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Consider a digital bank with multi-currency deposits of crypto tokens (mirroring fiat), token exchange, transactions and digital wallets. The bank should charge configurable transaction fees with the upper limit. Forking Stelar seems like a viable option for this purpose. Stellar is able to mint and burn tokens, do the token exchange and transactions.

I would like to add several questions to these questions.

  • As documentation states, the inflation mechanism was disabled in protocol version 12. Where do the transaction fees go now? How to set up the native token fees to be accumulated on the central bank account?

  • Is it possible to limit the endless XLM supply? Where in the source code is this configured?

  • I see it's possible to configure transaction fees size. Do I understand this right that fees can be adjusted dynamically using JS SDK while the system is running?

  • Is it possible to configure the transaction fee upper limit?

  • Currently, there is no supported mechanism for setting token fees in tokens themselves (unlike Waves, which has this feature). However, looks like there is a workaround:

    Set "authorization required" for your asset but don't allowTrust to any user in general. Instead require them to sandwich every payment + payment fee operation between a allowTrust and a allowTrust(revoke) operation. This way your authorization (by co-signing every transaction with the asset issuer account) for using that asset is only granted temporarily within this atomic transaction.

    Altough there is SEP-8 showing a standardized way to automate the co-signing process, afaik there is yet no wallet around that implements it. You'll have to code your own wallet and co-signing service.

    I had in mind creating an automated exchange which will exchange fiat token onto native token dynamically upon creating a transaction, and enable users to pay the transaction fees after the exchange happened, under the hood. This will require oracle service with the exchange rate feeds. Which approach is better?

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Where do the transaction fees go now?

To the inflation pool. Since there is no inflation redistribution process, those XLM tokens are effectively locked for now. This may change in the future, when the new inflation distribution proposal is introduced.

How to set up the native token fees to be accumulated on the central bank account?

There is no such option, but you always know current amount locked in the fee pool.

Is it possible to limit the endless XLM supply? Where in the source code is this configured?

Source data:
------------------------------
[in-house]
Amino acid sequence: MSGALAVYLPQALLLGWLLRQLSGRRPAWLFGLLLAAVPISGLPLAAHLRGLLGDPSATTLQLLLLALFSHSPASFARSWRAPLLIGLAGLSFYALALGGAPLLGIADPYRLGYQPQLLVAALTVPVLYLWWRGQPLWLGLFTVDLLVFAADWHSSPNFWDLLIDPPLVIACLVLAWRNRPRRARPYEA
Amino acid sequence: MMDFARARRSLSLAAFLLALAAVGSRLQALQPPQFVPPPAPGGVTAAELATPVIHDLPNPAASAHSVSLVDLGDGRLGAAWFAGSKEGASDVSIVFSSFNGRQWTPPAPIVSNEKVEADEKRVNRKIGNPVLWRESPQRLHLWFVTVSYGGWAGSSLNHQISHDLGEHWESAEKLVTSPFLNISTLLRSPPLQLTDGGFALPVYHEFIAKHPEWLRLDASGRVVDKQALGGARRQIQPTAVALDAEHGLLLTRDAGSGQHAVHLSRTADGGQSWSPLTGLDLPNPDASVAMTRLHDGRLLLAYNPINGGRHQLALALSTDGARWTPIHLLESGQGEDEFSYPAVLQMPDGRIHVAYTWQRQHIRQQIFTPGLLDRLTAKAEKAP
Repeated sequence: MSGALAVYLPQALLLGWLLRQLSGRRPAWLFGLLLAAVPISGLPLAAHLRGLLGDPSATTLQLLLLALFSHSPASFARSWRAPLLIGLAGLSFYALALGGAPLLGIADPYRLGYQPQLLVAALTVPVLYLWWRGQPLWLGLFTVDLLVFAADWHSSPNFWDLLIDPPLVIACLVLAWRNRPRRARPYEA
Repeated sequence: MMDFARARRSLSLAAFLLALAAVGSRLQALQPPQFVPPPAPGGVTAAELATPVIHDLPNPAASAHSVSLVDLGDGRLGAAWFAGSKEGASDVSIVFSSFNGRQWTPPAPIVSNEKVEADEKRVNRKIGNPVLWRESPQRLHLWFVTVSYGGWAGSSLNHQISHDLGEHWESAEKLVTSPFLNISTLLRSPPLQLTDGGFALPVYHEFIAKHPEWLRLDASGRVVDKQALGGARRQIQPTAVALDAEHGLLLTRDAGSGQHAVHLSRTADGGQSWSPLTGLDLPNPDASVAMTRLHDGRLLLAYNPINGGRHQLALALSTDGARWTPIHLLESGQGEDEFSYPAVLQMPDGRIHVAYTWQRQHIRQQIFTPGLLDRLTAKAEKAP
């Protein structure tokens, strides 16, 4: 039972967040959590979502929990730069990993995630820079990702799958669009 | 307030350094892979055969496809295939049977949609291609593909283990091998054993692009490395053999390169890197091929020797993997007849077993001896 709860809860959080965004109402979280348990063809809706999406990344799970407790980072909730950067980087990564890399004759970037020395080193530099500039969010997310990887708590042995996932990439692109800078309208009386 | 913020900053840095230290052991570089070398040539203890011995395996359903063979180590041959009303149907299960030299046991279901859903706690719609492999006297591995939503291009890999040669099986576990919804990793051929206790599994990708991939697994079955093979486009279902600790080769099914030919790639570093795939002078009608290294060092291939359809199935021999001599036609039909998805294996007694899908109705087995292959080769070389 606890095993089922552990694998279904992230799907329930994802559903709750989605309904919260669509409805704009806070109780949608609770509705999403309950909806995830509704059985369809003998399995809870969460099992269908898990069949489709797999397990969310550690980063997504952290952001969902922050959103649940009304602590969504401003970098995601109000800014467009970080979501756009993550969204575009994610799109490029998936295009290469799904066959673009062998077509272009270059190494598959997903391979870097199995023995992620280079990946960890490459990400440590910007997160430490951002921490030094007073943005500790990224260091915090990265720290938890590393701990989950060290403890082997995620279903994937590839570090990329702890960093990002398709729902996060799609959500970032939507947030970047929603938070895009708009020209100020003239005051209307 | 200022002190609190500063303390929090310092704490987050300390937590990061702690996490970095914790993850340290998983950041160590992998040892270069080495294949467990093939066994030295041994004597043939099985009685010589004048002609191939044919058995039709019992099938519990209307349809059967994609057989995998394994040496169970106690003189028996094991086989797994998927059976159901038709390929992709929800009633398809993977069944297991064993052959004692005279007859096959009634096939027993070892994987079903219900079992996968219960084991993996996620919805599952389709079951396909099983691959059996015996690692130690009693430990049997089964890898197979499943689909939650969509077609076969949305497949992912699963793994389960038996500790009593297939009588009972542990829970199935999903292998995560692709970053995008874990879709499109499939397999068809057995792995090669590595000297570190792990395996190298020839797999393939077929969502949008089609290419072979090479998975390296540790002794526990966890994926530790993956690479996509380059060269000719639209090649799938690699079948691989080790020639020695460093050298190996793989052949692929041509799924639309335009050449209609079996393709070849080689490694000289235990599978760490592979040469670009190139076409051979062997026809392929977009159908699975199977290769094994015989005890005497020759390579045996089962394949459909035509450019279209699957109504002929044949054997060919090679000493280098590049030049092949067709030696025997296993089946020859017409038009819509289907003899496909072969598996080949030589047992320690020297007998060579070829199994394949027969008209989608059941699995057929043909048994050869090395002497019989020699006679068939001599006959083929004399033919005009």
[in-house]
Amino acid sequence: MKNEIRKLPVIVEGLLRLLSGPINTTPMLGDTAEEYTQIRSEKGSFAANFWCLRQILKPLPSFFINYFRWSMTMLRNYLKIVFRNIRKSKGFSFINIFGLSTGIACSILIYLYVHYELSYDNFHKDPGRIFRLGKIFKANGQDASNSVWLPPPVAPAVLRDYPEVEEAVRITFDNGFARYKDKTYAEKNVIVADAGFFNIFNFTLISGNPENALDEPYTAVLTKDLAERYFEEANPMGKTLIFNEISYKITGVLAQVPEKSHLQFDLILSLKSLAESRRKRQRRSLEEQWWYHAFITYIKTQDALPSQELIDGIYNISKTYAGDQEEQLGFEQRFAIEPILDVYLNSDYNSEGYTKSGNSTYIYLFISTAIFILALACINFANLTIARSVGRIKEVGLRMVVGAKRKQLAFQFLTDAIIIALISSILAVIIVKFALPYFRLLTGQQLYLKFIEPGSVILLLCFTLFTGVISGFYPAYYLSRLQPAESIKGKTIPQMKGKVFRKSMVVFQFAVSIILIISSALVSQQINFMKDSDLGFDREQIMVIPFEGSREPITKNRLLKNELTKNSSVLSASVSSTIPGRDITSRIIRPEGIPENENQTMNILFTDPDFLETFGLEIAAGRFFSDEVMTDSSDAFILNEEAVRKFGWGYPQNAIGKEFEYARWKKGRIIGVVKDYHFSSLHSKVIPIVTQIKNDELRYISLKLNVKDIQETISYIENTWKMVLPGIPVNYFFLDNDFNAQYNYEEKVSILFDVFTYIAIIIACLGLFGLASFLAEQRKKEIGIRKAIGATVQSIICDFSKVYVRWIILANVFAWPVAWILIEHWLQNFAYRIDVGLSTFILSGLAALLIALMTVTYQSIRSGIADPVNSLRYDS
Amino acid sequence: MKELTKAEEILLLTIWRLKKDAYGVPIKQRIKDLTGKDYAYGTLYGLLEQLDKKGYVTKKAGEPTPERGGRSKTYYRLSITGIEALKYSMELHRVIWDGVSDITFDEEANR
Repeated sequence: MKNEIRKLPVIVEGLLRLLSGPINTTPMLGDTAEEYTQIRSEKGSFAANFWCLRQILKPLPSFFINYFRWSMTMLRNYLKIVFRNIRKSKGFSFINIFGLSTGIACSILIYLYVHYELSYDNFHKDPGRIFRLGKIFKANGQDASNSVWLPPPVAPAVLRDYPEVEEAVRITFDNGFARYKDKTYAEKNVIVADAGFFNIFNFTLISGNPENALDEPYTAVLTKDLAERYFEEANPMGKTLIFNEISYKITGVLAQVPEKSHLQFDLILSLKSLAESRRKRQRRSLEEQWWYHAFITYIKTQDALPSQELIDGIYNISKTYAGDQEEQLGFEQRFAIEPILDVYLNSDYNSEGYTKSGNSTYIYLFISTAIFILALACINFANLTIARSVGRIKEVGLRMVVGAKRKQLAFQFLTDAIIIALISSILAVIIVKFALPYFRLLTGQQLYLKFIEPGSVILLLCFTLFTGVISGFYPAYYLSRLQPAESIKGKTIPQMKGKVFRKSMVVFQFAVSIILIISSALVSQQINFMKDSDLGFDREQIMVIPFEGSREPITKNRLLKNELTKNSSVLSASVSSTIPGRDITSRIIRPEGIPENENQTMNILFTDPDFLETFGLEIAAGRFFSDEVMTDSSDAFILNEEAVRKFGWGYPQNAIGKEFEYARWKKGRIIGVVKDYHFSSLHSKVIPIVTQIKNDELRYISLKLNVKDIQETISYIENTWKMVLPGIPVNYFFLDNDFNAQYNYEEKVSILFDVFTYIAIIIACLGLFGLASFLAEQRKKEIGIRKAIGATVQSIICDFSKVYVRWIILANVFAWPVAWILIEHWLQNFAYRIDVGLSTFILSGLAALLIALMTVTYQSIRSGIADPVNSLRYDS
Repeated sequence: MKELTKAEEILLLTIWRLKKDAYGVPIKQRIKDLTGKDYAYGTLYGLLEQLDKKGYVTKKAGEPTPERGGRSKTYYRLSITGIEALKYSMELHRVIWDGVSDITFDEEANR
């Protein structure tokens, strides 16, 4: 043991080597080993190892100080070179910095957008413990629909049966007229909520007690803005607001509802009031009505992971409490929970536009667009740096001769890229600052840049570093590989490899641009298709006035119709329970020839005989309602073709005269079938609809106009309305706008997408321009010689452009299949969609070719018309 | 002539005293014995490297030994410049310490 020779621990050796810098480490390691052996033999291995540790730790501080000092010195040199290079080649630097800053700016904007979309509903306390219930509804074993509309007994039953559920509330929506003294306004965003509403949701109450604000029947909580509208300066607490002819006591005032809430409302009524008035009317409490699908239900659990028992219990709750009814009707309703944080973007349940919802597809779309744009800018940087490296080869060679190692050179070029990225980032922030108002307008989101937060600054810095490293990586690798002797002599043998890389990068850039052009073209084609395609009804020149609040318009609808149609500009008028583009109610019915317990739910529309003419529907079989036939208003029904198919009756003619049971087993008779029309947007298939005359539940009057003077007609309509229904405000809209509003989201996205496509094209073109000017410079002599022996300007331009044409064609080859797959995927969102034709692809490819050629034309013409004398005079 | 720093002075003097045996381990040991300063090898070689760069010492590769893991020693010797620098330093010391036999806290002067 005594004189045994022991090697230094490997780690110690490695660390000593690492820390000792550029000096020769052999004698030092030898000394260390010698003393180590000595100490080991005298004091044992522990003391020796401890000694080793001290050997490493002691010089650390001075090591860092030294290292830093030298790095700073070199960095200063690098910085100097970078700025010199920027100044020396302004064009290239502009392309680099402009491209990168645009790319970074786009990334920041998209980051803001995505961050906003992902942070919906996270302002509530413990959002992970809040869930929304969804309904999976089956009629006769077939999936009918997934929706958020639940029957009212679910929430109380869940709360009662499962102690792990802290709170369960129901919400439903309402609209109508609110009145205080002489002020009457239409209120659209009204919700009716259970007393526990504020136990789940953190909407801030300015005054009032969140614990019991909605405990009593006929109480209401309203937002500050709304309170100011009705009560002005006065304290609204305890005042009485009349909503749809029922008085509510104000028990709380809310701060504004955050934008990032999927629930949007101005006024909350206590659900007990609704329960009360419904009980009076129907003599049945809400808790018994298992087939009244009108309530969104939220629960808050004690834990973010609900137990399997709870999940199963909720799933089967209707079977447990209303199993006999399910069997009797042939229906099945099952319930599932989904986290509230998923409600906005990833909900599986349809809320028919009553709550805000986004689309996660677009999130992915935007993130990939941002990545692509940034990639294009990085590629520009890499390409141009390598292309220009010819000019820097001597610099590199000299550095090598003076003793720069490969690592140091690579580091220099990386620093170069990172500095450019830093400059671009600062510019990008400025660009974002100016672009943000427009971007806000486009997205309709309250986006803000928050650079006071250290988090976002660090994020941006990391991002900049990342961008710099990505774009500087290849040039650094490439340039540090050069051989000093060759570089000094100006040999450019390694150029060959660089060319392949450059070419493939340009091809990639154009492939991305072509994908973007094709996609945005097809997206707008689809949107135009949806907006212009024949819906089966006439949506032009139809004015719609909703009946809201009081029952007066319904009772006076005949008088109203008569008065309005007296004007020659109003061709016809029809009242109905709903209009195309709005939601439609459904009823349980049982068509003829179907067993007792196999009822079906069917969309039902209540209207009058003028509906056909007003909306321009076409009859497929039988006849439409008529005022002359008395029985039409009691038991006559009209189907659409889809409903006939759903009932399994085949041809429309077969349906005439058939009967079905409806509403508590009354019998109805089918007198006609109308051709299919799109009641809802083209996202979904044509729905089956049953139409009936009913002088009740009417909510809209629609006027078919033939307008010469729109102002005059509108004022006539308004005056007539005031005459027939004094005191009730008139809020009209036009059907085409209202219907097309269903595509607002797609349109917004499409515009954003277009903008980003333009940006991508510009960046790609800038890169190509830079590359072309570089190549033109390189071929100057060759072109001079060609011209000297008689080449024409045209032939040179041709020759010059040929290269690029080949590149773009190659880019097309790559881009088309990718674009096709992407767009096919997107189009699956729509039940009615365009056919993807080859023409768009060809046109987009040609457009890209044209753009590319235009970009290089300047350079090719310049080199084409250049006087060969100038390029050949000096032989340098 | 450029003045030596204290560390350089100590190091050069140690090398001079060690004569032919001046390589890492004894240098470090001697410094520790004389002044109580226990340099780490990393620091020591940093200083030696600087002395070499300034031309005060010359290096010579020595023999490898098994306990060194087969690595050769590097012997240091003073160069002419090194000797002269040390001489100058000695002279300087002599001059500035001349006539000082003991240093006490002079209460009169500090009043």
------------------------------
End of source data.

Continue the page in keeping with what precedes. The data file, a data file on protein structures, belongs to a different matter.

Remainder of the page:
The supply isn't endless, it is strictly limited. For example, current total existing XLM mount on the pubnet is 105443902087.3472865XLM (20B XLM in circulation, 55B XLM is locked forever, the rest locked on escrow accounts). When you create a private network, the genesis account receives 100000000000 XLM and you can regulate total XLM supply by burning unneeded tokens.

Do I understand this right that fees can be adjusted dynamically using JS SDK while the system is running?

Yes, you set up the maximum fee you are willing to pay for the transaction – individually for each transaction. But unlike other blockchains, Stellar Core nodes will usually charge the fraction of this fee depending on the network load. If there is no surge pricing (which takes effect only when there is more than 1000 operations are hanging in the mempool) you will be charged the minimum fee.

Is it possible to configure the transaction fee upper limit?

Yes, you always specify the upper limit in the transaction, see explanation above.

Currently, there is no supported mechanism for setting token fees in tokens themselves.

Right, and there is no plans to add such mechanism in the nearest future as far as I know. This might be tricky due to the on-chain DEX mechanics. Charging fees on-per trade basis may result in various edge cases because Stellar doesn't have the min lot size or min trade amount limitations – you can end up receiving zero asset amount on micro trades.

There is an alternative to allowTrust sandwich approach and it may be suitable for your case if you really want to build the on-chain bank. During the user onboarding process you can add an additional signer to the account. This allows you to control all operations of this account. A user can't transfer or exchange any assets without your explicit permission – a signature on the transaction is required. At the same time, you can't do anything either with this account without user's confirmation. Such a scheme allows you to enforce general policies (like KYC & AML) and build complex individual validation rules for your users.

enable users to pay the transaction fees after the exchange happened, under the hood

I highly doubt that this can be implemented without writing a ton of code. You can charge the fees in the transaction itself. Also, check this cross-blockchain anchor implementation by Umbrel. A good starting point for building the fiat↔crypto and crypto↔crypto gateway mechanism.

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    Thanks for the detailed and informative answer, it helps greatly! I'd like to clarify if I got the idea with the additional signer correctly, if I may. I created a follow-up question for this: stellar.stackexchange.com/q/4289/3245 – Poliakoff Oct 19 at 17:25

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